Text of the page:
Mars, the next home for humanity

Mars, the next home for humanity

Evan Arns


The world is a rapidly growing place; so much so that human beings might be able to just pick up and move somewhere else. It has been talked about in what seems like every science fiction flick for the past 50 years, pondering questions such as: Are there aliens on Mars? Can life exist on Mars? What if we, as humans, were able to visit the Red Planet? Nowadays, it’s not a question of “if” we are able to go, but rather “when” we will be able to go. 

SpaceX’s very own, Elon Musk, recently gave a presentation about this unique possibility occurring within the next 40 – 100 years. The same rocket that is being used for the first privatized Lunar mission, the Big Falcon Rocket, will also be used in the transportation of about 100 people across our solar system. One detail Musk has outlined above all else is how this company will begin to allocate costs and focus on larger goals. He said the main focus of the company will start to be invested in a single product line. SpaceX will begin to streamline their production by focusing on only one product. The Falcon 9, Falcon Heavy, and the Dragon will all be fed into a much larger, more cost-effective design that can be reused to an estimated 100 times each. Each vessel is estimated to cost about $10 billion, with the obvious adjustments along the way.

Before colonization, a few obvious tests must be taken. To date, two cargo landers plan to land on Mars in year 2022. This would be for basic research of where to set up camp so that hazardous areas can be avoided or areas with water can be traced. From here, basic infrastructure can be set up for the first hopeful men and women on Mars. It is planned that by 2024, the first crew mission will take place and the first human being will walk along the true red rock of Mars.

Nevertheless, roadblocks clearly come about and ultimately hinder the process set in place. How realistic is it to colonize Mars this soon through a company like SpaceX, whose owner and CEO basically decides everything for two individual companies at the same time? Musk is running, publicizing, innovating, financially investing in and much, much more with two large state-of-the-art companies,  one of which hasn’t even made a profit.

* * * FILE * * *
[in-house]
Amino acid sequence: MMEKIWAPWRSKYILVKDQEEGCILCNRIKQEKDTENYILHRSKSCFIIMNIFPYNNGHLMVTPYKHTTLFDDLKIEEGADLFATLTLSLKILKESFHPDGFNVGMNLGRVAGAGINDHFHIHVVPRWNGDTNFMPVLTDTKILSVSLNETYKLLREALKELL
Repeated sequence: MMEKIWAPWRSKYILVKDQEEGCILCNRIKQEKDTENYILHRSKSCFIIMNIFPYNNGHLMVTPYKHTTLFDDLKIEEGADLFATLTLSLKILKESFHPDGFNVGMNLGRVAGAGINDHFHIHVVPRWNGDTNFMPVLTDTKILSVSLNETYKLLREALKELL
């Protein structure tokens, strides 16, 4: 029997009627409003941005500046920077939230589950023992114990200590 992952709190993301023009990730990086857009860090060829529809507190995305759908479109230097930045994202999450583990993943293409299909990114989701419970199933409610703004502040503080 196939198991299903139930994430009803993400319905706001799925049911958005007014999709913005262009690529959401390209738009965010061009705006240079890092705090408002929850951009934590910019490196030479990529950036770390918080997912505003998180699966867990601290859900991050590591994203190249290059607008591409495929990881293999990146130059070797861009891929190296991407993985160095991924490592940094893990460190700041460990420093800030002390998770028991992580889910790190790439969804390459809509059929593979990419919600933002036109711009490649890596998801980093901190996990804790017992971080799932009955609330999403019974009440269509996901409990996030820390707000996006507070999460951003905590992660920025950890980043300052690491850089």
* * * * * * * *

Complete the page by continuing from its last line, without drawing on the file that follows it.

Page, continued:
Yes, that’s right. Musk’s “side project,” Tesla Inc., has not made a single cent of profit to date, according to CNBC. However, under his ownership and dedication throughout the years, CNBC reported that Musk announced Tesla will be profitable after the final quarter of 2018 after many trying years.

Clearly this is a big goal and aspiration.  Even if this adventure doesn’t occur for another 10 years, instead of only 6 as planned, the human race is taking a necessary step forward that SpaceX is more than capable of doing. Again, especially for a man like Musk and his admirable aspiration, it is more a question of when, not if. As if to say, should we even venture past our home planet, the mission to Mars is yet still a question of when, rather than if, regardless of the possible roadblocks in the near future. The worlds around us are ours to explore for many generations to come. Without some risk involved in the equation, the human race will not move forward for our kids, our kids’ kids, and so on.

Scientific advancements have been constantly occurring  as long as time  itself. What is to say exploring the vast depths of space is our metaphorical ceiling to stop us from “reaching the sky?” Neil Armstrong made the first step on our moon, moving the human race into depths we never knew to be true. Who will be that next man or woman to land on Mars? The planets we live around are free real estate to at least explore and a prime opportunity for our understanding of existence and being.